As I Lay Dying

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Jewel is the bastard son of Addie and Whitfield, the local minister. Jewel is the novel’s most evasive character, as he appears consistently in other narrators’ chapters but only narrates one chapter himself. Jewel is often described by Darl as looking “wooden,” a description that captures his stubborn sense of independence and drive, separate from the rest of the Bundren clan.

Jewel Quotes in As I Lay Dying

The As I Lay Dying quotes below are all either spoken by Jewel or refer to Jewel. For each quote, you can also see the other characters and themes related to it (each theme is indicated by its own dot and icon, like this one:
Self-Interest Versus Heroic Duty Theme Icon
). Note: all page and citation info for the quotes below refers to the Vintage edition of As I Lay Dying published in 1991.
1. Darl Quotes

“Jewel, fifteen feet behind me, looking straight ahead, steps in a single stride through the window. Still staring straight ahead, his pale eyes like wood set into his wooden face, he crosses the floor in four strides with the rigid gravity of a cigar store Indian dressed in patched overalls and endued with life from the hips down, and steps in a single stride through the opposite window and into the path again just as I come around the corner.”

Related Characters: Darl Bundren (speaker), Jewel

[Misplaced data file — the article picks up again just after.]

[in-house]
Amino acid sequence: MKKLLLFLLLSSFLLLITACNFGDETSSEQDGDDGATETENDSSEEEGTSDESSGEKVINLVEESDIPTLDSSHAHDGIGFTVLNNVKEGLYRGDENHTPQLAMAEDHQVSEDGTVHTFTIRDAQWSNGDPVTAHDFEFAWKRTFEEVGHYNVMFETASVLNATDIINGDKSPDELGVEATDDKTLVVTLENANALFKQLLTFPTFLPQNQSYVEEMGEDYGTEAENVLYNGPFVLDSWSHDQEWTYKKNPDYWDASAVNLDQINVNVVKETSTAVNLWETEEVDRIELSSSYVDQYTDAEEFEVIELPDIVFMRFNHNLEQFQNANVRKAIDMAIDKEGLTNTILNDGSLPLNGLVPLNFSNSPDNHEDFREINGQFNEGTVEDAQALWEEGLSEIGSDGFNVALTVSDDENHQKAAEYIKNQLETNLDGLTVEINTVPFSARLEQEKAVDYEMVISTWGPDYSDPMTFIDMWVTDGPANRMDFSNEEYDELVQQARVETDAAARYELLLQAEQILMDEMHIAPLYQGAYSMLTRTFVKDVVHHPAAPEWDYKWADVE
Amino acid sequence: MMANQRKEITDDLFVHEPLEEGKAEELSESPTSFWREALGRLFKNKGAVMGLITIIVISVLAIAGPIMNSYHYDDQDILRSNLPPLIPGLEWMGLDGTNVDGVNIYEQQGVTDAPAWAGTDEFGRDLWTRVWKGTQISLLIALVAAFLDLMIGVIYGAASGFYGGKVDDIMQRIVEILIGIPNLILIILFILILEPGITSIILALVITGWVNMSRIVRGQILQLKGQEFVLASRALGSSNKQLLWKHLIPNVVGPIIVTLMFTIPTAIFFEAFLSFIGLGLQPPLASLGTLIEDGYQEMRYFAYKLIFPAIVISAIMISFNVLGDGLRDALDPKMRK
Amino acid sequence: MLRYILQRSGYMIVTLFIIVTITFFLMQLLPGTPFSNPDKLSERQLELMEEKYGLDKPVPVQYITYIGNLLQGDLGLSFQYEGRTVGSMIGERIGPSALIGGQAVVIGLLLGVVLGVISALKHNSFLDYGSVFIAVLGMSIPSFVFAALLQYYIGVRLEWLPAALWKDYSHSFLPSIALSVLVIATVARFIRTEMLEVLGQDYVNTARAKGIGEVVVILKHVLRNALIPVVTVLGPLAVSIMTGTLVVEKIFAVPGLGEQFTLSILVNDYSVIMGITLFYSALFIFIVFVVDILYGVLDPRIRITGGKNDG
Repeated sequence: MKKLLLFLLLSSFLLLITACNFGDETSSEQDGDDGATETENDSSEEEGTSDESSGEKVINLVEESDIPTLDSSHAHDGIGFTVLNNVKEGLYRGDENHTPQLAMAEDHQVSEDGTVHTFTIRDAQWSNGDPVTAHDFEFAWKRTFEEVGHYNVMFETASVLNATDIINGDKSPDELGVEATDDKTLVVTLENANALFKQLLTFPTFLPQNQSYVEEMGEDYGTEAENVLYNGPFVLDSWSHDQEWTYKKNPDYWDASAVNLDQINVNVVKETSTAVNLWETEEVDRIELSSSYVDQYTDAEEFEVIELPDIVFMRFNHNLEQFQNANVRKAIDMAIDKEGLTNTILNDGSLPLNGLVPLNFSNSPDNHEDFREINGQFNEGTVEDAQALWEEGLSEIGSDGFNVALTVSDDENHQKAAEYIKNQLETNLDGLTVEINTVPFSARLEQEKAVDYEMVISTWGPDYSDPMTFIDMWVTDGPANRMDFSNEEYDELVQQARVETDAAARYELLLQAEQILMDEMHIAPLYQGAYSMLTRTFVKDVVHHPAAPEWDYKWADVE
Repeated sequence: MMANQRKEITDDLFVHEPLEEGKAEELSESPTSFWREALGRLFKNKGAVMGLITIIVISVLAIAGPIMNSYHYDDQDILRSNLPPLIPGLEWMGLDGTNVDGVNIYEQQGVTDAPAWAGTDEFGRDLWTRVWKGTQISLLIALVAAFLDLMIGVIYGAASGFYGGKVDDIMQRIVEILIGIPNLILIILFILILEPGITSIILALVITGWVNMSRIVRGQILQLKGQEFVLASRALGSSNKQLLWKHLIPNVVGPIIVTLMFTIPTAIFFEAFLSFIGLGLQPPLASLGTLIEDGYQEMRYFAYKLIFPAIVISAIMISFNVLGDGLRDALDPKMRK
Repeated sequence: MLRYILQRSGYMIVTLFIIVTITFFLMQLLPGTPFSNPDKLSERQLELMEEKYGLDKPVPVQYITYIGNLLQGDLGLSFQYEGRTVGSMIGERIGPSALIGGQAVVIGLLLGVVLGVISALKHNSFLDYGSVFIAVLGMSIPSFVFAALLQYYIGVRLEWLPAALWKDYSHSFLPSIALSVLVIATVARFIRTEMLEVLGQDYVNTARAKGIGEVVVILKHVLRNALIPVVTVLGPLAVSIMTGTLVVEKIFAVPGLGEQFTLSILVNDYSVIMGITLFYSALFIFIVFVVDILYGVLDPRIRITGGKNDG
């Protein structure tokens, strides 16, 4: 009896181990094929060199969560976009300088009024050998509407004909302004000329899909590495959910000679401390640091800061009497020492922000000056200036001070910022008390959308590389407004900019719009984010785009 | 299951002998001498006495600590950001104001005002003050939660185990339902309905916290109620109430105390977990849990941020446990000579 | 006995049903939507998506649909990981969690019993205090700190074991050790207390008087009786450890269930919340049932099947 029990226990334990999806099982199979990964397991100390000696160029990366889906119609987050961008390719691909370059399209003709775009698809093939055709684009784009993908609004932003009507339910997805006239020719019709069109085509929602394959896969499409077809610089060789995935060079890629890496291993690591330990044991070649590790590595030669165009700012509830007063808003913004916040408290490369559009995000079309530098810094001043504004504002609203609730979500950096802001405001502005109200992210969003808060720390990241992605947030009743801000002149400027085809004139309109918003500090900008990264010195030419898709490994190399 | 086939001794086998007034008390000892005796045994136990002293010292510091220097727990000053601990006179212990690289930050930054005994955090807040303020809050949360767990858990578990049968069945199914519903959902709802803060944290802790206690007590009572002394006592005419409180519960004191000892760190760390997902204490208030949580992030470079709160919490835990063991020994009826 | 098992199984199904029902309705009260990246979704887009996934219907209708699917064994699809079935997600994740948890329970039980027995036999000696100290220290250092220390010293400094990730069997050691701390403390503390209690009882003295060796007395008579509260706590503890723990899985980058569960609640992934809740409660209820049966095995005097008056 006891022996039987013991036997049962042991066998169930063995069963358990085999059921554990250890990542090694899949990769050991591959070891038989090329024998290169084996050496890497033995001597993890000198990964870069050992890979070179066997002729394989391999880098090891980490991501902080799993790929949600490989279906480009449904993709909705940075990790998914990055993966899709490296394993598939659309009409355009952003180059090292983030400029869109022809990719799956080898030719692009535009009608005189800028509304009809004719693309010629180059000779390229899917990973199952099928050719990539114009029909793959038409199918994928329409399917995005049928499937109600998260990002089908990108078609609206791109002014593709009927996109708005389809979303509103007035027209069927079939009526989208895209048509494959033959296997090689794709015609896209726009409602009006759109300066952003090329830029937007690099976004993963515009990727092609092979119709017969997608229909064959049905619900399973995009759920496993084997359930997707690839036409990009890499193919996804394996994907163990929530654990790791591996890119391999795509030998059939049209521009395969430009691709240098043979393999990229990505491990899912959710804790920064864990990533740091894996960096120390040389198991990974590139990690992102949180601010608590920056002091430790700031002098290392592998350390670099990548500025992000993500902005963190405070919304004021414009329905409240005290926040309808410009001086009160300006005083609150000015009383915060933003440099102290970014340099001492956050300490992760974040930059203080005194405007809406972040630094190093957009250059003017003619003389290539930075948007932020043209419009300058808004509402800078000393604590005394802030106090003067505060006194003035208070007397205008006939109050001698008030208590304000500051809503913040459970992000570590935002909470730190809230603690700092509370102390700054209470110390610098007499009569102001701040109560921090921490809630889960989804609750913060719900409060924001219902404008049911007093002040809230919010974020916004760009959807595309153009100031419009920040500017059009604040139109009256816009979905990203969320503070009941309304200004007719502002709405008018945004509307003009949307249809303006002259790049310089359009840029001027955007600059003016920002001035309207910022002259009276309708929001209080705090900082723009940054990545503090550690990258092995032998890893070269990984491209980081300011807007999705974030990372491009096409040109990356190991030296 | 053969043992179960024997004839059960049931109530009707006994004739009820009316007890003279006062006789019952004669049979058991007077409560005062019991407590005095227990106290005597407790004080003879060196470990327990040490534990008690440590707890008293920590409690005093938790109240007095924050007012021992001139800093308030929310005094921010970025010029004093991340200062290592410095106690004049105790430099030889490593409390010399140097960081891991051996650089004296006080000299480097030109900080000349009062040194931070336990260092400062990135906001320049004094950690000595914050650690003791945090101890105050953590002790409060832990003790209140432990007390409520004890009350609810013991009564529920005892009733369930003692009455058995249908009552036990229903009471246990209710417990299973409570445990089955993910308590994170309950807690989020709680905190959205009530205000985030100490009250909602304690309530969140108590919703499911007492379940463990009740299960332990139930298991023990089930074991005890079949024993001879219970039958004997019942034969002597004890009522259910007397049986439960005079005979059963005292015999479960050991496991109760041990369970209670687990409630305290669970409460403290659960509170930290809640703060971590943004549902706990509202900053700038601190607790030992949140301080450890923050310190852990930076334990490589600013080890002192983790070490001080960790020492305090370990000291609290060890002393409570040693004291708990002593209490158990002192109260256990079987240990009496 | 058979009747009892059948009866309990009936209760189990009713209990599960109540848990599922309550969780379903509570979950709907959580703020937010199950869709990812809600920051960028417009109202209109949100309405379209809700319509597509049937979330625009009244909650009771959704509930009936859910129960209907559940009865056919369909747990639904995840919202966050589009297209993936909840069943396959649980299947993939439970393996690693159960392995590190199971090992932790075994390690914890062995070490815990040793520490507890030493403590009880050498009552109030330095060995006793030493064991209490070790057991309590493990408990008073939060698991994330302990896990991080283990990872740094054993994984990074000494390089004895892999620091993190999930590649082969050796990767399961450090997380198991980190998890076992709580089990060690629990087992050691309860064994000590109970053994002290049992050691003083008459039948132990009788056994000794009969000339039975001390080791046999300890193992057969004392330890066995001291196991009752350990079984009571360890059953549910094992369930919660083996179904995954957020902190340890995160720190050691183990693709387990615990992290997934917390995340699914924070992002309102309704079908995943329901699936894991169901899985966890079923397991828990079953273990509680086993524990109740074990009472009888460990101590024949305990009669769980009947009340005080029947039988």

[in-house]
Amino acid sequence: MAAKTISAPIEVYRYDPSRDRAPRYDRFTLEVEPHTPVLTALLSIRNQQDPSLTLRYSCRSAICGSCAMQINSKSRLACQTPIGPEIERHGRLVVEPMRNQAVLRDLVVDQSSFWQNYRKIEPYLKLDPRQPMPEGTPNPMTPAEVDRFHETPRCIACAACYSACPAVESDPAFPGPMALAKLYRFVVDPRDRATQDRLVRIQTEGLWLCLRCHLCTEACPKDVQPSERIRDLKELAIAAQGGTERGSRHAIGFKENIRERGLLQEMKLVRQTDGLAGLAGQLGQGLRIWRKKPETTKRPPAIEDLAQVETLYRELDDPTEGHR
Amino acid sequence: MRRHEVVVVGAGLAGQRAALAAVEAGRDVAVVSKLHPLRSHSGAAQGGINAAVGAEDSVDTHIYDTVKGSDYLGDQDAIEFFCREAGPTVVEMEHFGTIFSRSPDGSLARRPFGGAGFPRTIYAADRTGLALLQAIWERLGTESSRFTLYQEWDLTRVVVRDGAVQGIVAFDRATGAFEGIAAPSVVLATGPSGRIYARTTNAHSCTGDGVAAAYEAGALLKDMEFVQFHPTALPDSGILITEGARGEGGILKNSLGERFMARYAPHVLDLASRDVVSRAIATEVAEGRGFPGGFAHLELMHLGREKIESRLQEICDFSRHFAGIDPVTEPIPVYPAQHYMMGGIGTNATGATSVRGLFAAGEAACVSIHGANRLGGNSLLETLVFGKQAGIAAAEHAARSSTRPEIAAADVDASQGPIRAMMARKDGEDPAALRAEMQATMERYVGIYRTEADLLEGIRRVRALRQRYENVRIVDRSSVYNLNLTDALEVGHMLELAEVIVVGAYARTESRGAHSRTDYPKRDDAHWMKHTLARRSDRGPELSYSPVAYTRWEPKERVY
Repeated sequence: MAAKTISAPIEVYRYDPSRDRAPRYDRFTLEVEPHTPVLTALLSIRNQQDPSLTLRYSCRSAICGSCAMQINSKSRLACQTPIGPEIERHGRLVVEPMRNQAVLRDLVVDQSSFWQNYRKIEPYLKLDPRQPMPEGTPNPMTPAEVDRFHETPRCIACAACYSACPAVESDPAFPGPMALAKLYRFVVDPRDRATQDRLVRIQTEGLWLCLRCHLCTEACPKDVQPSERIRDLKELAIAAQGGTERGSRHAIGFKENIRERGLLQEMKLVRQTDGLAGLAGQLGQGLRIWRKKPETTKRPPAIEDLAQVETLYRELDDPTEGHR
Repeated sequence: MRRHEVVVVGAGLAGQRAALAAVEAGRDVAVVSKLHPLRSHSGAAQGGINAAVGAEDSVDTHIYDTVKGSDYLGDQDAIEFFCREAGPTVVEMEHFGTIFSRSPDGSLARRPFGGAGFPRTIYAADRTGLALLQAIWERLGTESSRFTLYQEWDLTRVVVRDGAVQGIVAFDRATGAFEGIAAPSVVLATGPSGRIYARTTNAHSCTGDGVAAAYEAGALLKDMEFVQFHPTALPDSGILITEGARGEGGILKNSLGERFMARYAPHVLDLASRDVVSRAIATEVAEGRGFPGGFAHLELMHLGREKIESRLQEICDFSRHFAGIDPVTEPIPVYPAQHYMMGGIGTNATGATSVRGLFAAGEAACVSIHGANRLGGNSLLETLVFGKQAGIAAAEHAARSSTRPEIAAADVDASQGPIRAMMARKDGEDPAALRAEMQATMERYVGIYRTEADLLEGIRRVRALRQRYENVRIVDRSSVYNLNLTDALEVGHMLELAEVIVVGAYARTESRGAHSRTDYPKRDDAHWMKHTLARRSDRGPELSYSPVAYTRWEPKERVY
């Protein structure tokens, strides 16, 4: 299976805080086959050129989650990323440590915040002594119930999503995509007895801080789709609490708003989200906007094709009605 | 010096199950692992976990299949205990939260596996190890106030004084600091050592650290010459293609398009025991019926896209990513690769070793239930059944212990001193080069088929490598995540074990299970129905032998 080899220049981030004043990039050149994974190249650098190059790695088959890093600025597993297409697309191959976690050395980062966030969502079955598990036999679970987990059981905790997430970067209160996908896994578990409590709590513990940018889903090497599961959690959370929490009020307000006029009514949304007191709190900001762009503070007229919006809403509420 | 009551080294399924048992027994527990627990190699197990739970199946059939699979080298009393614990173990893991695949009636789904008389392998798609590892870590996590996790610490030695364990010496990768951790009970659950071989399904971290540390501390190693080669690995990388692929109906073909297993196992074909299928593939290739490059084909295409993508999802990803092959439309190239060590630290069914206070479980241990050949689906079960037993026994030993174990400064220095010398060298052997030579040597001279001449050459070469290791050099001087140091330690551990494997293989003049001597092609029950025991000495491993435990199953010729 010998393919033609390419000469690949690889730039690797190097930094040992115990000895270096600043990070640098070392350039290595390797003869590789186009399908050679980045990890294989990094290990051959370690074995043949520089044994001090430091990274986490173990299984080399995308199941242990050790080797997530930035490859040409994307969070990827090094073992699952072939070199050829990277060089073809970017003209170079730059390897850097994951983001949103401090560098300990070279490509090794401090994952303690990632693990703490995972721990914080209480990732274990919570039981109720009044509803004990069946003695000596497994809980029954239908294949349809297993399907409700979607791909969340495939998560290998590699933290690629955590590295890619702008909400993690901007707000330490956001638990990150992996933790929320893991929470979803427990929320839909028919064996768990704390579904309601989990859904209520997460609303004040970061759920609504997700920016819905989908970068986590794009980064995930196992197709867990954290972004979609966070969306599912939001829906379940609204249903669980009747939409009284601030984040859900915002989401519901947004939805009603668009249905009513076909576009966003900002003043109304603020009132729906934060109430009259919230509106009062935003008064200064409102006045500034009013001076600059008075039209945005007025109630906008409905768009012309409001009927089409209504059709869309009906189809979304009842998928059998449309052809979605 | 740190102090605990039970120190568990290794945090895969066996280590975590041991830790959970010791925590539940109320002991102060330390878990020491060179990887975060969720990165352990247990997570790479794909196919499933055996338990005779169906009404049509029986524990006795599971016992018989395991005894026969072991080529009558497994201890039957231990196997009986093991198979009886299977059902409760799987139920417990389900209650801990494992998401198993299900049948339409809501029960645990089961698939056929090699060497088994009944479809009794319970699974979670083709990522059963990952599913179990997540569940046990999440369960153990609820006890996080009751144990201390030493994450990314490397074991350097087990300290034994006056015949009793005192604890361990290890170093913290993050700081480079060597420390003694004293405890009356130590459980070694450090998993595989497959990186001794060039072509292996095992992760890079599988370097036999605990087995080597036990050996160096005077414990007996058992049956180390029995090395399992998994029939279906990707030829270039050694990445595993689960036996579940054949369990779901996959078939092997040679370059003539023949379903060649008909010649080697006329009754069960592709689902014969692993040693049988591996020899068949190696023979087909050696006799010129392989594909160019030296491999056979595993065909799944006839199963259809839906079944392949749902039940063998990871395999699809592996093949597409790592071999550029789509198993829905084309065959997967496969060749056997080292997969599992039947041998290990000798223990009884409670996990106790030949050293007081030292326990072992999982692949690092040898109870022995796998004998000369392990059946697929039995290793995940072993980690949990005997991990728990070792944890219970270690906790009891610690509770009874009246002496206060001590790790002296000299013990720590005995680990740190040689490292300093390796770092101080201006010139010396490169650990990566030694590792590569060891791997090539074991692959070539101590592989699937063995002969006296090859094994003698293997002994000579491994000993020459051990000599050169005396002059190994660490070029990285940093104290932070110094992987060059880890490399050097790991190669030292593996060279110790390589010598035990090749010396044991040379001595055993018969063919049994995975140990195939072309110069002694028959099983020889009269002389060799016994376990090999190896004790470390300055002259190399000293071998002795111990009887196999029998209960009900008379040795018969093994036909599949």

Page Number: 4
Explanation and Analysis:

Darl and his brother Jewel are walking through a field on their way home, and here they come across an old cottonhouse. Darl watches as Jewel steps right through it as Darl goes around it. These two motions, straight versus curved, direct versus indirect, can be understood as metaphoric descriptions of the two brothers' quite distinct characters. Jewel is focused on actions and results. If something is in his way, he will plow right through it, never stopping to consider the challenge or to question himself or his actions.

Darl, in turn, takes a more circuitous route. He is inclined to think deeply about the world around him and about his place within it. Even this passage, which comes to us through his perspective, shows a strong sense of the beauty of language on its own, not for what it can do or enact but for the charm of comparisons like Jewel to a cigar store Indian, his eyes to wood. The ability to observe and notice one's lived experience is implied, here, to be individual and even random - the fact that the brothers don't share it suggests that there is little "natural" glue of character or experience holding a family together.